All these players are always threats to take down anyone in the world and win the biggest events.



Eduardo “tacos” Tovar started 2017 strong with a 7th place showing at Genesis 4, beating Cobr, TR3GTheZ, and JaimeHR and only dropping sets to Alvin and Dext3r — losses that would become a trend as the year progressed, unfortunately. At Let’s Go!, tacos cruised through a laundry list of players — including Shears, Star King, and TR3GTheZ — without dropping a game, before facing Alvin in Winners Semis and falling short of victory once again. In Losers Quarters, tacos eked out a close set against Zero before being eliminated by Dext3r for 4th place. Tacos earned 4th at Smash’N’Splash 3 (double-eliminating Josh Brody and finishing behind SuPeRbOoMfAn and Dext3r), but placed a disappointing 13th at SSC after being knocked into losers bracket by Fukurou and being eliminated 3-2 by Mariguas. Tacos ended his year with a 9th place finish at Boss Battle 3, dropping out of the tournament after another 3-2 loss to Josh Brody in Winners Quarterfinals. Tacos’s 2017 was one of high placings and disappointing losses, and though he has shown dominance over players at his own skill level, he has yet to break through and defeat the topmost tier of competitors. After expressing burnout following Boss Battle 3, fans are hoping to see tacos rebound at Genesis 5.

-Brendan Murray

Notable wins – Zero, TR3GTheZ, JaimeHR

Photo courtesy of © Preston Kwan | @The64Story



Like many Japanese players, Prince was only able to showcase his stylish Yoshi at one tournament this year — Super Smash Con 2017. Despite this, he was still able to put on a show. After cruising through pools, Prince’s first match in Top 32 was against Firo and his explosive Ness. Down three stocks to one in the final game, Prince fought back and managed to pull off a down-B edgeguard to take the set. He then faced Mariguas in Top 24 and narrowly won 2-1, exacting revenge on Mariguas for eliminating him at last year’s Smash Con. Prince then fell to Fukurou on winners side and was knocked out of the tournament by Wizzrobe, ending his run at 9th. Prince also competed in the Super Smash Con Combo Contest, obviously. At this point, calling him the Combo King doesn’t come close to giving Prince the respect he deserves. His combos are fast, flashy, creative, technical, and extend long, long after a mere mortal would have decided to call it quits. We realize that the combo contest isn’t valid when considering year-end rankings, but it is still amazing and inspiring to see our game pushed to its limits in a way that is unique to Smash 64. Prince’s play — be it in tournament or in exhibition — has cemented his legacy as a top competitor and fan favorite.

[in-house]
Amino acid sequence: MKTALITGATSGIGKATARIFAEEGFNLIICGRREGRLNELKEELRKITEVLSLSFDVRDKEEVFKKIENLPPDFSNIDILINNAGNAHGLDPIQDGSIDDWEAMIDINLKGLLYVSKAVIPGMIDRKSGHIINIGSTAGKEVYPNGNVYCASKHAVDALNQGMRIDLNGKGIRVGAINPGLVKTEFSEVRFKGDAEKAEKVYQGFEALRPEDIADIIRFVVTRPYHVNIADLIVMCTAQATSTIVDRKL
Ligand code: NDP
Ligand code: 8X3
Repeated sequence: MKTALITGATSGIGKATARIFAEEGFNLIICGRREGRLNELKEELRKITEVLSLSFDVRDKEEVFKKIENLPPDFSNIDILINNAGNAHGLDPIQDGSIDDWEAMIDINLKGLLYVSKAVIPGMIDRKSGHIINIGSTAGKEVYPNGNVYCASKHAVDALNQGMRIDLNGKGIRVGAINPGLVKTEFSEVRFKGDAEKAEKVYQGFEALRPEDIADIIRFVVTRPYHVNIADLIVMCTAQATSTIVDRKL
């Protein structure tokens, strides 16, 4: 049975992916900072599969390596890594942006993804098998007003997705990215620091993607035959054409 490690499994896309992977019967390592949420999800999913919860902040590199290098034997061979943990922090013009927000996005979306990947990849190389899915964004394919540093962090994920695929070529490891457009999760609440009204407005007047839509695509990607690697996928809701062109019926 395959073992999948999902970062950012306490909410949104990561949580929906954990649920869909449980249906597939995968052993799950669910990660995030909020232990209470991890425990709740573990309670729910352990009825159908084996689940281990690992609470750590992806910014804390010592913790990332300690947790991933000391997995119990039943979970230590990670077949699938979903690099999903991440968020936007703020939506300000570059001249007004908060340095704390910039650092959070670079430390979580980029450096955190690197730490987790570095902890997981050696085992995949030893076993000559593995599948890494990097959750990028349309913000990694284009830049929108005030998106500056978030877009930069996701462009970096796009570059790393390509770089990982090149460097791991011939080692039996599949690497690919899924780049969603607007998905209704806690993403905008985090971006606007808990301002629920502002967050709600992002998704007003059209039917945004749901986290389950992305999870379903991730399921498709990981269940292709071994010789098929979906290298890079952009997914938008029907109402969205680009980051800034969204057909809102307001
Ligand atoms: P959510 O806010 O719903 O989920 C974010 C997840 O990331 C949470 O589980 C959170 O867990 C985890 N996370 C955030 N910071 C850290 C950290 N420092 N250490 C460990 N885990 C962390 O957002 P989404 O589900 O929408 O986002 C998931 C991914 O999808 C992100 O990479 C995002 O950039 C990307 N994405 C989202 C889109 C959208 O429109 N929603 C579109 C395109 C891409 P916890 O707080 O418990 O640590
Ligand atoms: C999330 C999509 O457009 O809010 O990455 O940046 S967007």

-Brendan Murray

Notable wins – Mariguas, Firo

Photo courtesy of © Preston Kwan | @The64Story



Mateen “Zero” Emad started the year at Genesis 4 off a scorching Bonobono victory at the previous Smash Con, but ultimately placed lower than everyone expected, netting a disappointing 17th place after losses to HandsomeTom and an Isai who was prematurely sent into Losers. He immediately recovered and soared to a string of Top 8 finishes, including a shocker at Snosa 3, where he guaranteed Top 3 with a dominant win over Mariguas and sweet revenge on Isai. Long since dubbed “Stranded Jr.”, Zero’s flashy movement is punctuated with his devastating punish game that few can escape. He proved the performance was not a fluke with a win over Wizzrobe as well. However, Zero has a glaring issue that needs to be corrected before moving forward, and it is not what Isai called his “reckless Falcon” – his youth contributes to his tendency to get inside his own mind, which has cost him sets this year. Additionally, he has a dislike for how some players compete; his interview post-Fukurou is evidence of this. With more discipline, Zero could easily challenge for the best player in the country, but with his continued studies in college, he may be prevented from attending many Winter and Spring majors. 2018 will be an interesting year for Zero, where he will either continue his meteoric rise or scrape by on a plateau.